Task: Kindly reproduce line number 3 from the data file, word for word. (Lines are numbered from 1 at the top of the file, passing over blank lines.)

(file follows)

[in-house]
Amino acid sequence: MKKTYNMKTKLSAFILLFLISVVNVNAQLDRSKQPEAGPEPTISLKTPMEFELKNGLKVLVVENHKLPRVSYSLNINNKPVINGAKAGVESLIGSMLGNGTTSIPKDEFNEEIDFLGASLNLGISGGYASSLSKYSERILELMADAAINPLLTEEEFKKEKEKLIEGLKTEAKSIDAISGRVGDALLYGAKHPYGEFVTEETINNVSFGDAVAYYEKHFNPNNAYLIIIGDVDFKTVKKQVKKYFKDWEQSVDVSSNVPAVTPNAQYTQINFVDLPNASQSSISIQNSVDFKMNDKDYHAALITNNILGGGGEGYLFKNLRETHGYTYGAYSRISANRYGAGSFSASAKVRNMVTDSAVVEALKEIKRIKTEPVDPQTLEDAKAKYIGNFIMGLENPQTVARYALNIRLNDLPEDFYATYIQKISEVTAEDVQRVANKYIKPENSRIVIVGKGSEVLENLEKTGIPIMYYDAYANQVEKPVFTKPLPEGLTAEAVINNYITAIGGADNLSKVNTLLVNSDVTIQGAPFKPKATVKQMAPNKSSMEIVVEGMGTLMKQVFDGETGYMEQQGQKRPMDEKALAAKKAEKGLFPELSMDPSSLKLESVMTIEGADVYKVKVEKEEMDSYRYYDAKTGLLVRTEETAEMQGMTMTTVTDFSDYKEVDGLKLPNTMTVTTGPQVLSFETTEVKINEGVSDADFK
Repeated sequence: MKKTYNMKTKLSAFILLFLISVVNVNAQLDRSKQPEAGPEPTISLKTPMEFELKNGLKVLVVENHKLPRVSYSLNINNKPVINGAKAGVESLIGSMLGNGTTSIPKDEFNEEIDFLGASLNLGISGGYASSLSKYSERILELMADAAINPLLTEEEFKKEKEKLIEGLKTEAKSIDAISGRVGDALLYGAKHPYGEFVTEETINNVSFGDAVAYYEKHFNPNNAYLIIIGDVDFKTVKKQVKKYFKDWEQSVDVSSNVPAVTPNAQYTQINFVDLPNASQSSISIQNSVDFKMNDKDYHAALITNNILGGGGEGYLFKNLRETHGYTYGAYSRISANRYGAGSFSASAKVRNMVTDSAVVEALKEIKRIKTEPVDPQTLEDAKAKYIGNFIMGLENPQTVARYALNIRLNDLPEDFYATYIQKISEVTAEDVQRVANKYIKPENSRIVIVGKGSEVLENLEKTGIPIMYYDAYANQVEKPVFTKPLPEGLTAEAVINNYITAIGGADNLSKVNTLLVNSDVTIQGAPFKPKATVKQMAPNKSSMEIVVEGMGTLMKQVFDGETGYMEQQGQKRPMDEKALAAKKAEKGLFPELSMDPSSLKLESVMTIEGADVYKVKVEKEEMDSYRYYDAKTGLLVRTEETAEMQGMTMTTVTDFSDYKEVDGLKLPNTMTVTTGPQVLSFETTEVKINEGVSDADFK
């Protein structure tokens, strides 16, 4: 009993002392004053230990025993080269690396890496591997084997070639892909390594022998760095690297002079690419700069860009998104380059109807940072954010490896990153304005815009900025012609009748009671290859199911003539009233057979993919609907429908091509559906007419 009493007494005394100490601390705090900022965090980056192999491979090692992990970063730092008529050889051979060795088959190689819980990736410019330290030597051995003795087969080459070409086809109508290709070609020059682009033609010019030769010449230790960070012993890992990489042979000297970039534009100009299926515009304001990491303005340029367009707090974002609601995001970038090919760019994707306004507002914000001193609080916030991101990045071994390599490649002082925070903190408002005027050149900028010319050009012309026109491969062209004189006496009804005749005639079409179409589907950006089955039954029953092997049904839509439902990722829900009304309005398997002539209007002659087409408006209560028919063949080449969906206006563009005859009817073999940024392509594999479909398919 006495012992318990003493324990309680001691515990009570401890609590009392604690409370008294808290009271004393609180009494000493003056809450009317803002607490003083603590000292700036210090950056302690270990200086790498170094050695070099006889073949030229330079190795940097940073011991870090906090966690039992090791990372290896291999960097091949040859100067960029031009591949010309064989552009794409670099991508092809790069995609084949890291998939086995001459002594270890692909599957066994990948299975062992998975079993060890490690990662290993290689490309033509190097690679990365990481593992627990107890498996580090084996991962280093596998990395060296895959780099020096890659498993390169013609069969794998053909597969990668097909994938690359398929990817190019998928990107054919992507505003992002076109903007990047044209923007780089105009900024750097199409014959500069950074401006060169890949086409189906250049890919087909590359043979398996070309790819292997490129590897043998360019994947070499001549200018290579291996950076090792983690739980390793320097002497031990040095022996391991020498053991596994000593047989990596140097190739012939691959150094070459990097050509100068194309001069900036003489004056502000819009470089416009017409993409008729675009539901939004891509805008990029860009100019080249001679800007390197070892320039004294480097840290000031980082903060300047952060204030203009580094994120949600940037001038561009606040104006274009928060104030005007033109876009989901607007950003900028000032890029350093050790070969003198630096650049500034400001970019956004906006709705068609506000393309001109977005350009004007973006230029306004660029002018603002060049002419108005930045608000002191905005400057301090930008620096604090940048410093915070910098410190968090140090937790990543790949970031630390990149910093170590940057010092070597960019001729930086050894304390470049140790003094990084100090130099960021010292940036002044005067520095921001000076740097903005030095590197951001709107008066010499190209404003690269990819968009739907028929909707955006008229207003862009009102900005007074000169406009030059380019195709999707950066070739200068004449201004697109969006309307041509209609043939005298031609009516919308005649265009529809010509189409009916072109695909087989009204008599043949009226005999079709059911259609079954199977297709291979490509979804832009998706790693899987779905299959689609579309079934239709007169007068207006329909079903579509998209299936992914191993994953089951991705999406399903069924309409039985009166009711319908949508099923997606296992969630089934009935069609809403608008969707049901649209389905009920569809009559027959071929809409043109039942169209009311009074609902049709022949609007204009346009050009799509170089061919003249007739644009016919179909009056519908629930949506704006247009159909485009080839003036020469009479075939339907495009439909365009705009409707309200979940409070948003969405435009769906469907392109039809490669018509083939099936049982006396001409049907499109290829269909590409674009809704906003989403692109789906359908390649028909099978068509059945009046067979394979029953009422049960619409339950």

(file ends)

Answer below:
Repeated sequence: MKKTYNMKTKLSAFILLFLISVVNVNAQLDRSKQPEAGPEPTISLKTPMEFELKNGLKVLVVENHKLPRVSYSLNINNKPVINGAKAGVESLIGSMLGNGTTSIPKDEFNEEIDFLGASLNLGISGGYASSLSKYSERILELMADAAINPLLTEEEFKKEKEKLIEGLKTEAKSIDAISGRVGDALLYGAKHPYGEFVTEETINNVSFGDAVAYYEKHFNPNNAYLIIIGDVDFKTVKKQVKKYFKDWEQSVDVSSNVPAVTPNAQYTQINFVDLPNASQSSISIQNSVDFKMNDKDYHAALITNNILGGGGEGYLFKNLRETHGYTYGAYSRISANRYGAGSFSASAKVRNMVTDSAVVEALKEIKRIKTEPVDPQTLEDAKAKYIGNFIMGLENPQTVARYALNIRLNDLPEDFYATYIQKISEVTAEDVQRVANKYIKPENSRIVIVGKGSEVLENLEKTGIPIMYYDAYANQVEKPVFTKPLPEGLTAEAVINNYITAIGGADNLSKVNTLLVNSDVTIQGAPFKPKATVKQMAPNKSSMEIVVEGMGTLMKQVFDGETGYMEQQGQKRPMDEKALAAKKAEKGLFPELSMDPSSLKLESVMTIEGADVYKVKVEKEEMDSYRYYDAKTGLLVRTEETAEMQGMTMTTVTDFSDYKEVDGLKLPNTMTVTTGPQVLSFETTEVKINEGVSDADFK